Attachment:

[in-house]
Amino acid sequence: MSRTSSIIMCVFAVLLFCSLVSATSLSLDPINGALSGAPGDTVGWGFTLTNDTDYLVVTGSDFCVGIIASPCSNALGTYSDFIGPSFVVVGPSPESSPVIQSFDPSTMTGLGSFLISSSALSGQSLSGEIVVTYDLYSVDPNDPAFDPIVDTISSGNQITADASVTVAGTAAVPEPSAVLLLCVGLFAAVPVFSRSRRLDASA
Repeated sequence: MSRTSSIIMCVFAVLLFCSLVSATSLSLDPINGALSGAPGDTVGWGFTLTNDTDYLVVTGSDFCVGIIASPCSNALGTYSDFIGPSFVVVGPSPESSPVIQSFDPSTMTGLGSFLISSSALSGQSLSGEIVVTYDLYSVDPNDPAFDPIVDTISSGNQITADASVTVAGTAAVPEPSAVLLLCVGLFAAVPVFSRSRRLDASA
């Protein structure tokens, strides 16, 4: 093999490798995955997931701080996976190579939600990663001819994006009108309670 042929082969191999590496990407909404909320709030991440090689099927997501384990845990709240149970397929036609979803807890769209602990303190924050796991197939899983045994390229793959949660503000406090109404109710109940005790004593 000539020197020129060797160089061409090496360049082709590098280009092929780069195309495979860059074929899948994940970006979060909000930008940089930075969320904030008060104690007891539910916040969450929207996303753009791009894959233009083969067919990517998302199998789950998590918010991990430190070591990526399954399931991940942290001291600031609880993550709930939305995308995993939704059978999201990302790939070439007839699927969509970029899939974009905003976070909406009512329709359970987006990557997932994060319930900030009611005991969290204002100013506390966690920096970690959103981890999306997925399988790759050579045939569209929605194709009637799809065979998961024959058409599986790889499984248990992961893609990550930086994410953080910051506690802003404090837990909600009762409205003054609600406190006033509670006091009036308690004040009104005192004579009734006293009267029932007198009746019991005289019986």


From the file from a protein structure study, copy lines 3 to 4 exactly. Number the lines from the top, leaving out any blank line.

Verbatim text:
Repeated sequence: MSRTSSIIMCVFAVLLFCSLVSATSLSLDPINGALSGAPGDTVGWGFTLTNDTDYLVVTGSDFCVGIIASPCSNALGTYSDFIGPSFVVVGPSPESSPVIQSFDPSTMTGLGSFLISSSALSGQSLSGEIVVTYDLYSVDPNDPAFDPIVDTISSGNQITADASVTVAGTAAVPEPSAVLLLCVGLFAAVPVFSRSRRLDASA
């Protein structure tokens, strides 16, 4: 093999490798995955997931701080996976190579939600990663001819994006009108309670 042929082969191999590496990407909404909320709030991440090689099927997501384990845990709240149970397929036609979803807890769209602990303190924050796991197939899983045994390229793959949660503000406090109404109710109940005790004593 000539020197020129060797160089061409090496360049082709590098280009092929780069195309495979860059074929899948994940970006979060909000930008940089930075969320904030008060104690007891539910916040969450929207996303753009791009894959233009083969067919990517998302199998789950998590918010991990430190070591990526399954399931991940942290001291600031609880993550709930939305995308995993939704059978999201990302790939070439007839699927969509970029899939974009905003976070909406009512329709359970987006990557997932994060319930900030009611005991969290204002100013506390966690920096970690959103981890999306997925399988790759050579045939569209929605194709009637799809065979998961024959058409599986790889499984248990992961893609990550930086994410953080910051506690802003404090837990909600009762409205003054609600406190006033509670006091009036308690004040009104005192004579009734006293009267029932007198009746019991005289019986």